Maugham, W. Somerset

Maugham, W. Somerset

▪ British writer
in full  William Somerset Maugham  
born Jan. 25, 1874, Paris, Fr.
died Dec. 16, 1965, Nice
 English novelist, playwright, and short-story writer whose work is characterized by a clear unadorned style, cosmopolitan settings, and a shrewd understanding of human nature.

      Maugham was orphaned at the age of 10; he was brought up by an uncle and educated at King's School, Canterbury. After a year at Heidelberg, he entered St. Thomas' medical school, London, and qualified as a doctor in 1897. He drew upon his experiences as an obstetrician in his first novel, Liza of Lambeth (1897), and its success, though small, encouraged him to abandon medicine. He traveled in Spain and Italy and in 1908 achieved a theatrical triumph—four plays running in London at once—that brought him financial security. During World War I he worked as a secret agent. After the war he resumed his interrupted travels and, in 1928, bought a villa on Cape Ferrat in the south of France, which became his permanent home.

      His reputation as a novelist rests primarily on four books: Of Human Bondage (1915), a semi-autobiographical account of a young medical student's painful progress toward maturity; The Moon and Sixpence (1919), an account of an unconventional artist, suggested by the life of Paul Gauguin; Cakes and Ale (1930), the story of a famous novelist, which is thought to contain caricatures of Thomas Hardy and Hugh Walpole; and The Razor's Edge (1944), the story of a young American war veteran's quest for a satisfying way of life. Maugham's plays, mainly Edwardian social comedies, soon became dated, but his short stories have increased in popularity. Many portray the conflict of Europeans in alien surroundings that provoke strong emotions, and Maugham's skill in handling plot, in the manner of Guy de Maupassant, is distinguished by economy and suspense. In The Summing Up (1938) and A Writer's Notebook (1949) Maugham explains his philosophy of life as a resigned atheism and a certain skepticism about the extent of man's innate goodness and intelligence; it is this that gives his work its astringent cynicism.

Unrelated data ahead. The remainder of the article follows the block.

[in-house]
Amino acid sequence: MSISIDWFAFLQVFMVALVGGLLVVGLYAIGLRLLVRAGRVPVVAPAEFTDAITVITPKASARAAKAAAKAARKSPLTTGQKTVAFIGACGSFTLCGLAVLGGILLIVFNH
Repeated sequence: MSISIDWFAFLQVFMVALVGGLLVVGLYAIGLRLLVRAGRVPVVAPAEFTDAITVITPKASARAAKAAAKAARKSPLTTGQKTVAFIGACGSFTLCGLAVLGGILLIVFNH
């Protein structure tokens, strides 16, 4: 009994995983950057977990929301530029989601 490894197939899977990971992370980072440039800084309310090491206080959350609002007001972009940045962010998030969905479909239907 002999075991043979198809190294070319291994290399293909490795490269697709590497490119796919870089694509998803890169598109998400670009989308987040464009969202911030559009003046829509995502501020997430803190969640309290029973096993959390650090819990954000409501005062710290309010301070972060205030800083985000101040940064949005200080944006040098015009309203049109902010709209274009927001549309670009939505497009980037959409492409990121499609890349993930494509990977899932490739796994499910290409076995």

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Universalium. 2010.

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  • Maugham, W. Somerset — (1874 1965)    Born William Somerset Maugham in Paris, this distinguished British novelist also wrote several plays. Jack Straw (1908), the first of his sophisticated comedies produced in New York, starred John Drew. Charles Frohman s productions …   The Historical Dictionary of the American Theater

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  • Somerset Maugham — William Somerset Maugham 1934 Fotograf: Carl van Vechten William Somerset Maugham [ˈsʌməsɪt mɔːm] (* 25. Januar 1874 in Paris; † 16. Dezember 1965 in Saint Jean Cap Ferrat bei Nizza) war ein …   Deutsch Wikipedia

  • Somerset Maugham — William Somerset Maugham Pour les articles homonymes, voir William Somerset. William Somerset Maugham William Somerset Maugham [ˈsʌməsɪt mɔːm] OCE ( …   Wikipédia en Français

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  • Somerset Maugham Award — The Somerset Maugham Award is a British literary prize given each May by the Society of Authors. It is awarded to who they judge to be the best writer or writers under the age of thirty five of a book published in the past year. The prize was… …   Wikipedia

  • Somerset Maugham — noun English writer (born in France) of novels and short stories (1874 1965) • Syn: ↑Maugham, ↑W. Somerset Maugham, ↑William Somerset Maugham • Instance Hypernyms: ↑writer, ↑author * * * Somerset …   Useful english dictionary

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